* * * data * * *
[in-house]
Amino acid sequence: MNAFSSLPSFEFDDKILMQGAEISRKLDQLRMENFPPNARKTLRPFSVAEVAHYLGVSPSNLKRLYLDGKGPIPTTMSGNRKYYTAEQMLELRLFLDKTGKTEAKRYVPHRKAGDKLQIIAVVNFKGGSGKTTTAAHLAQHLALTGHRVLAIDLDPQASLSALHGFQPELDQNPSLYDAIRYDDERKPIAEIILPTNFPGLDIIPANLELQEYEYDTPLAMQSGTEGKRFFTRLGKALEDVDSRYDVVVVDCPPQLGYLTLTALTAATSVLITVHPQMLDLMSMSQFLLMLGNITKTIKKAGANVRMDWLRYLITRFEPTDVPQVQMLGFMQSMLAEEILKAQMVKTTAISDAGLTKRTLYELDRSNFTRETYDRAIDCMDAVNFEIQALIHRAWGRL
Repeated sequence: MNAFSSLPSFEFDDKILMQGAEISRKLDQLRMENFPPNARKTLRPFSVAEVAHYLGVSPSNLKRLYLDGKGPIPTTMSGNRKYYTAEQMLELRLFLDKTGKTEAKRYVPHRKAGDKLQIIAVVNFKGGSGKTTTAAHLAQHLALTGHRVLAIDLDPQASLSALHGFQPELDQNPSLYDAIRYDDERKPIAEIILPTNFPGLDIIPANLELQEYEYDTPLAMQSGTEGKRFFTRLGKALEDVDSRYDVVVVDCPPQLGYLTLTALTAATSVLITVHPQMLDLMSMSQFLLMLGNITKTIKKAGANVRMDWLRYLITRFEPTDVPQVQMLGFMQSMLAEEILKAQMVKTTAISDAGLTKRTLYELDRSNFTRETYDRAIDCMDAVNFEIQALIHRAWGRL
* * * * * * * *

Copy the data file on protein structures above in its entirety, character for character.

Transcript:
[in-house]
Amino acid sequence: MNAFSSLPSFEFDDKILMQGAEISRKLDQLRMENFPPNARKTLRPFSVAEVAHYLGVSPSNLKRLYLDGKGPIPTTMSGNRKYYTAEQMLELRLFLDKTGKTEAKRYVPHRKAGDKLQIIAVVNFKGGSGKTTTAAHLAQHLALTGHRVLAIDLDPQASLSALHGFQPELDQNPSLYDAIRYDDERKPIAEIILPTNFPGLDIIPANLELQEYEYDTPLAMQSGTEGKRFFTRLGKALEDVDSRYDVVVVDCPPQLGYLTLTALTAATSVLITVHPQMLDLMSMSQFLLMLGNITKTIKKAGANVRMDWLRYLITRFEPTDVPQVQMLGFMQSMLAEEILKAQMVKTTAISDAGLTKRTLYELDRSNFTRETYDRAIDCMDAVNFEIQALIHRAWGRL
Repeated sequence: MNAFSSLPSFEFDDKILMQGAEISRKLDQLRMENFPPNARKTLRPFSVAEVAHYLGVSPSNLKRLYLDGKGPIPTTMSGNRKYYTAEQMLELRLFLDKTGKTEAKRYVPHRKAGDKLQIIAVVNFKGGSGKTTTAAHLAQHLALTGHRVLAIDLDPQASLSALHGFQPELDQNPSLYDAIRYDDERKPIAEIILPTNFPGLDIIPANLELQEYEYDTPLAMQSGTEGKRFFTRLGKALEDVDSRYDVVVVDCPPQLGYLTLTALTAATSVLITVHPQMLDLMSMSQFLLMLGNITKTIKKAGANVRMDWLRYLITRFEPTDVPQVQMLGFMQSMLAEEILKAQMVKTTAISDAGLTKRTLYELDRSNFTRETYDRAIDCMDAVNFEIQALIHRAWGRL